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Paul Moore (1886 – 1959) was a son of William Henry "Judge" Moore and the father of the Rt. Rev. Paul Moore. He was a member of the Yale Class of 1908. He earned a law degree, 1911, from New York University.

After graduating from Yale, Moore started his career in the law office of the Rock Island Railroad in Chicago. He enrolled at Northwestern University School of Law while there but returned to New York and completed law studies at NYU. During this period he married and was a director of the Lehigh Valley Coal Sales Company.[1] During World War I he was a major with the Army Ordnance Corps.

Moore married Fanny Mann Hanna, a daughter of Leonard C. Hanna and niece to Mark Hanna, on October 30, 1909, in Cleveland, OH. Mrs. Moore was a member of the Citizens Committee for Planned Parenthood of the American Birth Control League.[2]She was also the first female director of the Episcopal Church Foundation.[3]Paul Moore, Jr. would go on to be a leader in the church as the 13th Episcopal Bishop of the New York Diocese. He was a noted liberal advocate during and after the Civil Rights era in the United States of America.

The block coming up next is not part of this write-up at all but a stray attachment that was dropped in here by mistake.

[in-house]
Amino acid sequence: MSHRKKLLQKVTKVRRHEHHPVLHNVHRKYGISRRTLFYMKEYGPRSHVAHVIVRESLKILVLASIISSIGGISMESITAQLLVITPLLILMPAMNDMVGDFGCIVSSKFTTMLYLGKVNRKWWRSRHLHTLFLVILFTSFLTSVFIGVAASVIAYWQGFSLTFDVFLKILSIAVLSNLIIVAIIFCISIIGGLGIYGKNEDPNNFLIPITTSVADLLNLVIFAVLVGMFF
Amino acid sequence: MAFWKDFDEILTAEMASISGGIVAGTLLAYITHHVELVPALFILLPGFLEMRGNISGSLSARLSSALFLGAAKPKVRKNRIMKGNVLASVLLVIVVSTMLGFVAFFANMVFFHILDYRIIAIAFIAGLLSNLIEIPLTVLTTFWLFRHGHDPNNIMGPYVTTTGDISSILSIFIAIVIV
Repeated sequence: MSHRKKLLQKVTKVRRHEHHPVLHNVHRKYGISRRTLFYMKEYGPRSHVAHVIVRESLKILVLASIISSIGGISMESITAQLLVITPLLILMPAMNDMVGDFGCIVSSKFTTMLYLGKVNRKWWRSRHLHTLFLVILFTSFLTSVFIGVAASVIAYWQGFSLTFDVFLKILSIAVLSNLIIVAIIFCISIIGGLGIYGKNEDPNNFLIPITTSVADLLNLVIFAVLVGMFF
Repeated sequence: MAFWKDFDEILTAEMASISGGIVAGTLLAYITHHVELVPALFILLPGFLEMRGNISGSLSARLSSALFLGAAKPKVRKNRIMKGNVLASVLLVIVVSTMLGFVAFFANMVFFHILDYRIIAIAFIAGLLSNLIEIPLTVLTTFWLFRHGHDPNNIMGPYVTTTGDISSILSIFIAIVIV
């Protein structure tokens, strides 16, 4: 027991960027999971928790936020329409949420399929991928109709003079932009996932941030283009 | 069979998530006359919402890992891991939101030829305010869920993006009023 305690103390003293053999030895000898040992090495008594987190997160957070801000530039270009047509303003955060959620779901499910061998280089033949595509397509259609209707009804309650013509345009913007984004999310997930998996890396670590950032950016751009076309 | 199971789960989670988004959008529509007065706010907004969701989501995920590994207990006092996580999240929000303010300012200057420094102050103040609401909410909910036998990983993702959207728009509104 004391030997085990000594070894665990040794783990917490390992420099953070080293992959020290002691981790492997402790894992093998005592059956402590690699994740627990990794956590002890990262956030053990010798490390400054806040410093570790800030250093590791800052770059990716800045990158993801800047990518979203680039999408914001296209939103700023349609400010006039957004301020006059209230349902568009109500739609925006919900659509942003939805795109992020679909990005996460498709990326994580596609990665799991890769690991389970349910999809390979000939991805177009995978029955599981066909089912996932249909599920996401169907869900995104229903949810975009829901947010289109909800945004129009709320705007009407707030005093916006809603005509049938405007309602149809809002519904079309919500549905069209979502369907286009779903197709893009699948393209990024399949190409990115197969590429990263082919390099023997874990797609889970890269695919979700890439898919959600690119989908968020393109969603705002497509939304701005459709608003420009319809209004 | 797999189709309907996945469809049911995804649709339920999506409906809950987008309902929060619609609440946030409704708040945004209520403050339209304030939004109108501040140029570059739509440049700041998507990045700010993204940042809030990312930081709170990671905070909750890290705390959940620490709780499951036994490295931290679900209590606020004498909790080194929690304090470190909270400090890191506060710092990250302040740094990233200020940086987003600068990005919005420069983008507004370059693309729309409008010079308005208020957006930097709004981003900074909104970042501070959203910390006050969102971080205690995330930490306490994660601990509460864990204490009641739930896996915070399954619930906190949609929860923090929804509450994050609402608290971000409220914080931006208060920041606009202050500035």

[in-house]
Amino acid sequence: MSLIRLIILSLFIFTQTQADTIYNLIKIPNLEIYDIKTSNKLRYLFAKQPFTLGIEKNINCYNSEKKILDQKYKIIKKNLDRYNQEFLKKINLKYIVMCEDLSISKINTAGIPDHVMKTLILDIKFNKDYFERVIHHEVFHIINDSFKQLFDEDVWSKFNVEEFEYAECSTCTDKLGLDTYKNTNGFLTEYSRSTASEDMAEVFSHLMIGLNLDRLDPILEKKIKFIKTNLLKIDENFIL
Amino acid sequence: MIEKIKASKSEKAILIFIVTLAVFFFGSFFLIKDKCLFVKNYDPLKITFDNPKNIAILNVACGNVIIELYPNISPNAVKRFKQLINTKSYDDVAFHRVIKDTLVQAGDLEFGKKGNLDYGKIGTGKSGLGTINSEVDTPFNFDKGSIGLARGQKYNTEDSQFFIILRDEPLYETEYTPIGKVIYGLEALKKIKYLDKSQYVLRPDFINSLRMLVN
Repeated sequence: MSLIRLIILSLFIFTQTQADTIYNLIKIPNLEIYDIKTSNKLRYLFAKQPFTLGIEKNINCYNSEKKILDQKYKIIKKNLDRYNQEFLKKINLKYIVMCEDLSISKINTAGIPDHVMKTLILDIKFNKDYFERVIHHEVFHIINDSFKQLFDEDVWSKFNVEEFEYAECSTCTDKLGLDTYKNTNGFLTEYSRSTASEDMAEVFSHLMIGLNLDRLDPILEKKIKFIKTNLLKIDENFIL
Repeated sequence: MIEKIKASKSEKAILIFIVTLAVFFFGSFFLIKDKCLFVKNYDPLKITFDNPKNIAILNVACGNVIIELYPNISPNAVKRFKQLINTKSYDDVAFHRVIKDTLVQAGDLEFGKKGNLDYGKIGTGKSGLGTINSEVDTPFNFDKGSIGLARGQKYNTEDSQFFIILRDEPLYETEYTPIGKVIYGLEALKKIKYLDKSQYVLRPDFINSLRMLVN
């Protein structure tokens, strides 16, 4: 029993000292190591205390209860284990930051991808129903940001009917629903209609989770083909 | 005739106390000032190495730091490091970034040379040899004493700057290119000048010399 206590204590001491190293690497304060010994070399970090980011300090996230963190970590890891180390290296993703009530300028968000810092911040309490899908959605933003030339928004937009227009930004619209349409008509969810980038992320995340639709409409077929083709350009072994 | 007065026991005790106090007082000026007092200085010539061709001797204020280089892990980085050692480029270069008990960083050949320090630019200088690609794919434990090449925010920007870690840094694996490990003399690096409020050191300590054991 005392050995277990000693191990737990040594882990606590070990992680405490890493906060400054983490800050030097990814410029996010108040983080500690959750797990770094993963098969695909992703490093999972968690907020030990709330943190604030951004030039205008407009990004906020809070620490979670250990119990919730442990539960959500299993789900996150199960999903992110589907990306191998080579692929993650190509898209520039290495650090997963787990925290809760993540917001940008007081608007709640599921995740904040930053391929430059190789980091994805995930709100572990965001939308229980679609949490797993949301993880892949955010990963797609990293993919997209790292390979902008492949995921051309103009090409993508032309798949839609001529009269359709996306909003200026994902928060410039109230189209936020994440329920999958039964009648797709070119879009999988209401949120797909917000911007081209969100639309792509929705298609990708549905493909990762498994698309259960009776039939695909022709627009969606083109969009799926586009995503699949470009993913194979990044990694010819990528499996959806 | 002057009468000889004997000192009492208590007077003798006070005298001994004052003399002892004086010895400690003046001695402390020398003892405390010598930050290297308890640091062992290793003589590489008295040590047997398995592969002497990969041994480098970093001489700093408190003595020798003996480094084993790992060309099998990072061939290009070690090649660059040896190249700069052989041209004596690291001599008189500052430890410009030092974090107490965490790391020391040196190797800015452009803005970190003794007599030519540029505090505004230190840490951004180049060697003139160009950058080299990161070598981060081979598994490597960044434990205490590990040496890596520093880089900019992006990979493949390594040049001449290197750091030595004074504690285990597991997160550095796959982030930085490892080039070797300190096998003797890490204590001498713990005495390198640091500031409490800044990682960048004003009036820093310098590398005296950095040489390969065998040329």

Moore consolidated the gains made by his father, "Judge" Moore, during the corporate merger or "Great Merger Movement" at the turn of the 20th century.[4]. He reorganized Seversky Aircraft to Republic Aviation in 1939, and sat on the boards of several enterprises put together by his father and uncle, James Hobart Moore, among them United States Steel, National Biscuit Company, Bankers Trust, the American Can Company, and the Delaware, Lackawanna & Western Railroad.

References

  1. ^ History of the Class of 1908, Yale College, Vol. 2
  2. ^ 123 Leaders Back Birth Control Aid. New York Times, Feb. 9, 1938
  3. ^ Appointed to the Board of Episcopal Foundation, New York Times, Jan. 19, 1951
  4. ^ The Tycoons: How Andrew Carnegie, John D. Rockefeller, Jay Gould, and J.P. Morgan Invented the American Supereconomy, pp.254-266, Charles R. Morris, Times Books, Henry Holt and Company, LLC, New York, 2005
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